Running SATA as a SCSI-over-IDE, requiring drivers, is a more flexible approach, but requires the use of driver floppies. Still, there's something neat about having four drives all hooked up as masters (2 SATA / 2 PATA) and installing XP without driver floppies.

    I'm not sure how it can be remotely possible with a 4 drive SATA controller, though.
  • sprockkets - Monday, May 31, 2004 - link

    Does anybody know if the NF3 chipset has any functionality similar to Intel's SATA, like is SATA done natively without needing any special drivers or programs for the os to use or understand? Reply
  • rms - Monday, May 31, 2004 - link

    I also would have preferred to see feature benchmarking instead of cpu/memory benchmarking.

  • Zak - Sunday, May 30, 2004 - link

    2 RAM slots on the Abit mobo??? They call THAT an improvement??? Why can't there be at least 4? With 1GB chips' prices being still very high that would be a major selling point for many. I'd upgrade my mobo instantly if I could stick 4 512MB DDR400 chips and not have them run at 333...

  • Odeen - Sunday, May 30, 2004 - link

    I'm very surprised that none of the motherboards except for MSI actually implemented all the features of their chipsets. Both the NF3-250GB and the K8T800 Pro support 4 chipset-level SATA ports, but only MSI has all 4. If it wasn't for that Corecell silliness, I'd be taking a long, hard look at the MSI board. Reply
  • Crassus - Sunday, May 30, 2004 - link

    Whats the point of showing benchmarks when all the boards perform within margin of error? When the memory controller is part of the CPU there's IMHO little point in benchmarking it.

    Why not go after the components that make a bigger difference, esp. HDD, Ethernet and stuff in terms of throughput, CPU utilisation and so?
  • JustAnAverageGuy - Saturday, May 29, 2004 - link


    In RAM, generally speed increases are more noticible in real world performance than timings.

    Obviously if you have 400 cas 3-3-3-8, versus 400 cas 2-2-2-11, 2-2-2-11 would win. Generally though, speed is more important than timings after a certain point.

  • bigtoe33 - Saturday, May 29, 2004 - link


    I think you may have one of these supposed 3000 boards that have non-pro chipsets that Abit says are pro chipsets but really appear to be not..

    I would take your issue to Abit.
  • qquizz - Saturday, May 29, 2004 - link

    Concerning the overclock. I can overclock the crap out of my XP2100+, but I keep it at levels where it's stable using Prime95 and Memtest. I wonder if these overclocks can meet my standards? Reply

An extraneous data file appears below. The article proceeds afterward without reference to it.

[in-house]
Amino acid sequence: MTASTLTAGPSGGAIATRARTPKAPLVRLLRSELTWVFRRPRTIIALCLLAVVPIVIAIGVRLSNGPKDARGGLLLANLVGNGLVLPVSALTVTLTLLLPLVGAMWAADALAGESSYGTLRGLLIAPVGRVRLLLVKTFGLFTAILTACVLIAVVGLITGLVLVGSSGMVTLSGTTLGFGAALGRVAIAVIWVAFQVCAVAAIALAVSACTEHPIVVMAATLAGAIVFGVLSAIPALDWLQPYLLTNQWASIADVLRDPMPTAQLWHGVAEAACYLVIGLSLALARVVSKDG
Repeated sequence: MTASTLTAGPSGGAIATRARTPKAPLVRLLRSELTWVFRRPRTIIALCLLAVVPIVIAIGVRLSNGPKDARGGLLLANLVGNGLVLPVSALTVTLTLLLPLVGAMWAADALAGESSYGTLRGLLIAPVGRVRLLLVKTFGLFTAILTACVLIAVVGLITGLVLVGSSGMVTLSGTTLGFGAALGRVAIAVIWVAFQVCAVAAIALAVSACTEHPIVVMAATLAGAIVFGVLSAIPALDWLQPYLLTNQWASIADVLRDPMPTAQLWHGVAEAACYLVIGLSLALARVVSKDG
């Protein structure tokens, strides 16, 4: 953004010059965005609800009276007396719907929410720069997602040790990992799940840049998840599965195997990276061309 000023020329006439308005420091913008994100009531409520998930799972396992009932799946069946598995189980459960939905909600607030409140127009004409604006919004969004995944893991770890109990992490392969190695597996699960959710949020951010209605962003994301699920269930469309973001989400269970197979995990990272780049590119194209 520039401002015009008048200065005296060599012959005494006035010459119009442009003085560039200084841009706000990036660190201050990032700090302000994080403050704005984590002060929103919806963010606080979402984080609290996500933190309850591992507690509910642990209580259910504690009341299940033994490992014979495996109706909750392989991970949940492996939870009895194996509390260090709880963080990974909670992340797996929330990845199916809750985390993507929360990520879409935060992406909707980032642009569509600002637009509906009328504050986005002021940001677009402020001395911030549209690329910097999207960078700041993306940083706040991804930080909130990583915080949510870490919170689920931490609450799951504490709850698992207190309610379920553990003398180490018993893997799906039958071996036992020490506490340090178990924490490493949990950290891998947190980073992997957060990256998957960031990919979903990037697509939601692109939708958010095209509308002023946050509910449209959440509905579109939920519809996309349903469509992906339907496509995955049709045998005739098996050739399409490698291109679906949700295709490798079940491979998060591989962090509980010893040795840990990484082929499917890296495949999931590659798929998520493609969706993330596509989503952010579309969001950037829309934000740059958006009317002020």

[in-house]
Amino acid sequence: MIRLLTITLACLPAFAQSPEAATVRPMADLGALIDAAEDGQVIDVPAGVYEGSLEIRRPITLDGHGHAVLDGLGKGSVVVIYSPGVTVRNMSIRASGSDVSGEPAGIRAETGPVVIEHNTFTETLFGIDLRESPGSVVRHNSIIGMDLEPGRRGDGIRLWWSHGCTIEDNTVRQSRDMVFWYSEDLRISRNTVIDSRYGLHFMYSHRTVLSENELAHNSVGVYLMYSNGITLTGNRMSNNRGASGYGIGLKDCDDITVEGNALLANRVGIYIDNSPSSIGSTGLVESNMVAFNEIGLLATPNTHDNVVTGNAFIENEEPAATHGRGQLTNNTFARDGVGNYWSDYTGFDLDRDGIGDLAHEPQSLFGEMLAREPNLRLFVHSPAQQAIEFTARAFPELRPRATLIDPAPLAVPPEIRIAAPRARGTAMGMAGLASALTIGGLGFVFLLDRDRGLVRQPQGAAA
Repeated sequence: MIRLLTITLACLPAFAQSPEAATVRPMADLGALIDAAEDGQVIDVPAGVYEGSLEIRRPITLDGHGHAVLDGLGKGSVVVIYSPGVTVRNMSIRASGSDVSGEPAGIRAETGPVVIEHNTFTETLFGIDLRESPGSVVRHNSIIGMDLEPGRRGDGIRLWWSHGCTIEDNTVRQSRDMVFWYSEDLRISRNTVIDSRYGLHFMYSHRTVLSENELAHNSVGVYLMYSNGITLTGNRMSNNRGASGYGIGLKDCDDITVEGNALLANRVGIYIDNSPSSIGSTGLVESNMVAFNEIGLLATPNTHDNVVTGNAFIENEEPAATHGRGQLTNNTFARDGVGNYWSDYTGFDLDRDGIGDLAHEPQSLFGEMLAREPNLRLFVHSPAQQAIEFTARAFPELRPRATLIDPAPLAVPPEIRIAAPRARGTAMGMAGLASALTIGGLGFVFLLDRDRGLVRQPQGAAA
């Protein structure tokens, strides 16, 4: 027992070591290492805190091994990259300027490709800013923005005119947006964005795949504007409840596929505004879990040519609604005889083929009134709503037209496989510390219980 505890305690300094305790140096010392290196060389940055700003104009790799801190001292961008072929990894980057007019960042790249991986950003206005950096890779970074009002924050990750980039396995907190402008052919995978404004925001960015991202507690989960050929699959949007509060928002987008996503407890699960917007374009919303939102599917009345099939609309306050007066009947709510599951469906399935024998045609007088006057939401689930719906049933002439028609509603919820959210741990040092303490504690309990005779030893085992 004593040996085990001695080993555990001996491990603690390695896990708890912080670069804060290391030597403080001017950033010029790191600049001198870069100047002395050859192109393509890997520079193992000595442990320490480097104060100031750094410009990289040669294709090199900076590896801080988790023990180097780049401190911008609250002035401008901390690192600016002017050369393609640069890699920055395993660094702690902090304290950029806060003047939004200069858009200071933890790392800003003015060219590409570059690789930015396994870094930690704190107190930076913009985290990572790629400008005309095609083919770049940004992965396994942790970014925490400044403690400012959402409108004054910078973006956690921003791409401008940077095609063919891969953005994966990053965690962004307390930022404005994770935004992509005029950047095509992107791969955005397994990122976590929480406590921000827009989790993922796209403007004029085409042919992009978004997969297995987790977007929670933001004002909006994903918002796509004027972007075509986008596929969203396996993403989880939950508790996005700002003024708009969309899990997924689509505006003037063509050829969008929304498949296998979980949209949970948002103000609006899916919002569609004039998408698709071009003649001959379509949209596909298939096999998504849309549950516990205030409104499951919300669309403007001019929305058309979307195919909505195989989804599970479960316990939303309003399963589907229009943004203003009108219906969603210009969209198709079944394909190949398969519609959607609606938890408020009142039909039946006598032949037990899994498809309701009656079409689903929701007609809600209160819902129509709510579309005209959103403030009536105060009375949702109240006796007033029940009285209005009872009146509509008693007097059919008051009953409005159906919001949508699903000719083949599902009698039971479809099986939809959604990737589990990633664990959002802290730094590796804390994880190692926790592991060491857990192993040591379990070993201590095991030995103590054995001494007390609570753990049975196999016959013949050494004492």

• gplracer - Saturday, May 29, 2004 - link

    All of the ram in this comparision was CAS3. I wonder how the CAS3 at 270mhz compares to CAS@ at 250mhz. I run my corsair at that speed now. Reply
  • intercollector - Saturday, May 29, 2004 - link

    I'm a little surprised to see why the MSI K8N didn't get the gold compared to the Epox. Both seem almost identical in every way, except that the K8N seems to include Firewire. Shouldn't this feature make it surpass the Epox board?

    The only downside of the MSI board seems to be the limit of a 300 max FSB, which is probably fine for 99.99% of overclockers.
  • Klaasman - Saturday, May 29, 2004 - link

    Thanks for link, but my KV8 Pro still wont boot when selecting "fixed" in bios setup.
    Why wouldn't my board have the pro chip? Manufacturing screw up maybe?
  • Wesley Fink - Friday, May 28, 2004 - link

    #6 -
    Bank Interleaving is not an option in any of the BIOS' tested here. Many current BIOS enable Bank interleaving by default. Where it is an option, we definitely enable the best interleaving option available and list what we set in the memory chart. We are not ignoring this option.
  • bigtoe33 - Friday, May 28, 2004 - link

    If you are looking for the latest Abit KV8 pro bios have a look here.

    multi support and PCI lock inc. if your pro board won't lock the pci bus with this bios then your board may not have the pro chipset.
  • Myrandex - Friday, May 28, 2004 - link

    Well after finishing the article, I was wondering why none of the boards are run with bank interleaving on? Doesn't it increase memory performance for the ones that support it? Reply
  • Myrandex - Friday, May 28, 2004 - link

    On the KV8 spec page, it states:
    Onboard USB 2.0/IEEE-1394 8 USB 2.0 ports supported by nF3-250
    No FireWire

    Should be K8T800 Pro instead of nF3-250.
  • Myrandex - Friday, May 28, 2004 - link

  • Klaasman - Friday, May 28, 2004 - link

    What revision of KV8 Pro were you using and what bios version?
    Nobody else with a recently purchased KV8 can get the locks to work. How come your board does?
  • Aikouka - Friday, May 28, 2004 - link

    Anandtech should have looked at the problem that the Chaintech VNF3-250 has with it's RAID and installing an OS, and the problem where the board refuses to boot from SATA if you enable RAID on any IDE HDDs. People've said they've been able to circumvent it, but I haven't got it to work yet, and Chaintech is worthless when it comes to customer service. I received an automated response about 6 or 7 days after my initial submission on their website (they have no US phone number.) And I still have not received an email from a representative yet. Reply
  • RyanVM - Friday, May 28, 2004 - link

    If there's so little variation in system performance between these, why not look at other aspects like USB throughput/CPU utilization, IDE/SATA throughput, ethernet throughput/CPU utilization, etc.

    Ace's Hardware just did a great article showing that the rather crummy components being used these days on cheaper motherboards have a pretty large impact in performance in those areas.

Log in

Don't have an account? Sign up now